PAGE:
You know those moments when you say to yourself – or maybe even out loud – “If I could do that over again, I’d____” and then you fill in the blank with how you would relive that moment, do it better, gain a more advantageous outcome?
Imagine for a moment what it might be like, however, to have no say in the matter at all. Imagine that you are going back and back and back to relive your life, and you are barely aware of it? You don’t have Hermione Granger’s time-turner where you’ve absolute control over how far back you go. And you don’t have it to come back to where you are now after you’ve made your changes.
Imagine that your stillborn birth is changed on the second-go-around so that you now survive. A drowning when you are a little girl is reversed so that this time the artist on the beach sees you going under and dashes in to save you. A chance encounter with the Spanish flu which killed you before is held at bay because for some reason you know you must stop the maid from meeting up with her beau who is already infected with the virus and doesn’t know it. Imagine you know that somehow the new chancellor of Germany with the postage stamp mustache will inflict such horrors on his fellow man that the world will be forever changed because of him. Imagine you know you will see him in a cafe before he ever has a chance to do anything truly terrible.
Kate Atkinson’s brilliantly conceived Life After Life is the imagined life of Ursula Todd. She’s a girl who keeps reliving her life, almost as if she is being handed by Providence chance after chance after chance to alter the course of human history. Only the reader truly knows the full breadth of Ursula’s multi-layered existence. Because, of course, she can’t know everything, can she? Doc Brown in Back to the Future told us why. Remember this line, when Marty wants to tell Doc on the night he travels back in time that Doc is shot by the Libyans he stole from?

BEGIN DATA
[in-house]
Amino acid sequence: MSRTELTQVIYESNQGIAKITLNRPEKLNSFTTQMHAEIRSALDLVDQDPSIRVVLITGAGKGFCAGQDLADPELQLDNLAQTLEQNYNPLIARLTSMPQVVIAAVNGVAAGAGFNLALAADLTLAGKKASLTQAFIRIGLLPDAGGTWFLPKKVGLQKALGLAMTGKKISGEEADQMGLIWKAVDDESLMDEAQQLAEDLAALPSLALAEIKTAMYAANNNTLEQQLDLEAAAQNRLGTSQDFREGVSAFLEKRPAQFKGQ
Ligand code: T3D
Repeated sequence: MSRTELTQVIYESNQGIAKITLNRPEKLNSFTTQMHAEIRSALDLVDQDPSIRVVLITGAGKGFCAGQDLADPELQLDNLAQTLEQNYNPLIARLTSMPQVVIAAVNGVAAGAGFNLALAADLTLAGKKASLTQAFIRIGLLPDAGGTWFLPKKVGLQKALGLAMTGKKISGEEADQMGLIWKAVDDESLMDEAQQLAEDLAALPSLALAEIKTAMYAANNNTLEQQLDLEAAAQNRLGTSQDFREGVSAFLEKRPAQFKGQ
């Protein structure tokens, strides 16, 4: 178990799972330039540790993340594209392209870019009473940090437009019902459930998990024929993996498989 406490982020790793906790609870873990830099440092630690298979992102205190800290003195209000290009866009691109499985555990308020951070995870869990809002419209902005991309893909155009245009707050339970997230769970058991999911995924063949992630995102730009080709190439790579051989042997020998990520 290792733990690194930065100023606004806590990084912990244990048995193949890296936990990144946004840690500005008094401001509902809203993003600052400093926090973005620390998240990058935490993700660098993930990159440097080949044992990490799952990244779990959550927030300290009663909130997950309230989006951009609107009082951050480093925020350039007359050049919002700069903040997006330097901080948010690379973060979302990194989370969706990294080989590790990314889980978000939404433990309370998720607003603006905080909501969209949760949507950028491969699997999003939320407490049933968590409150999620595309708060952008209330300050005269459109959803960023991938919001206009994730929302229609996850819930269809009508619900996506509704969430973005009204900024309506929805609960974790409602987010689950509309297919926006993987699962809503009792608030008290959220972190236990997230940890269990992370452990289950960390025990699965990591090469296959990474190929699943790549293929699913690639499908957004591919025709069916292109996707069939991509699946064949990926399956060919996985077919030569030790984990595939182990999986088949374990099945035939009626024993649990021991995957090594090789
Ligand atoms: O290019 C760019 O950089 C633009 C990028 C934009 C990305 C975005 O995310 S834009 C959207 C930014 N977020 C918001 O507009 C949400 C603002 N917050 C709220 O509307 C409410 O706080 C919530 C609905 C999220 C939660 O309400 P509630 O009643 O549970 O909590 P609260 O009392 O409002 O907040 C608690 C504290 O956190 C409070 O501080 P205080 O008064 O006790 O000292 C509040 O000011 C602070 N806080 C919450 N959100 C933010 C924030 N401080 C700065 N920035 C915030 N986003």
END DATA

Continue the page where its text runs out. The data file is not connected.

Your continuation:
So our heroine, sometimes young, sometimes a teenager, sometimes an adult, keeps taking one step forward and five steps back, with strange inklings of things yet to come, inner nudges to avoid this, go after that, and all against the backdrop of the years leading up to and including World War II and the bombing of London.
Because I was on vacation and in a car for long periods, I “read” Life After Life via audio, something I rarely do. The recorded version, read by Finella Woolgar, is stunningly impacting. Ms. Woolgar aptly reads as narrator and dozens of other voices. You can see it all, every relived moment. If you’ve ever wanted to give audio books a try, I’d recommend this one.
Like all books that deal with World War II, the content can be be heavy. There are plenty of sad moments, but there are just as many subtly triumphant ones, especially when you, the reader, know — for example — that Ursula has just reinvented her life by a chance decision to rescue a dog during a London Blitz air raid.
I am always in awe of a writer who can invent a new way of telling a story. The premise of this one is so unique, and the writing is beautiful, even the most tragic parts.
And of course any book that makes you stop and deeply ponder, “What if that could really happen, and what if happened to me?” is a keeper. If language offends you, know that there are a few f-words here and there.
Here is the link to an excerpt on Goodreads.
And a few of my favorite quotes:
“There was always a second before the siren started when she was aware of a sound as yet unheard. It was like an echo, or rather the opposite of an echo. An echo came afterwards, but was there a word for what came before?”
“No point in thinking, you just have to get on with life. We only have one after all, we should try and do our best. We can never get it right, but we must try.”
“Dr. Kellet himself wore a three-piece Harris tweed suit strung with a large gold fob watch. He smelled of cloves and pipe tobacco and had a twinkly look about him as if he were going to toast muffins or read a particularly good story to her, but instead he beamed at Ursula and said, “So, I hear you tried to kill your maid?” (Oh, that’s why I’m here, Ursula thought.)”
Next week, my review of The Book Thief, which I am nearly finished with and loving to the point of dreading the finishing…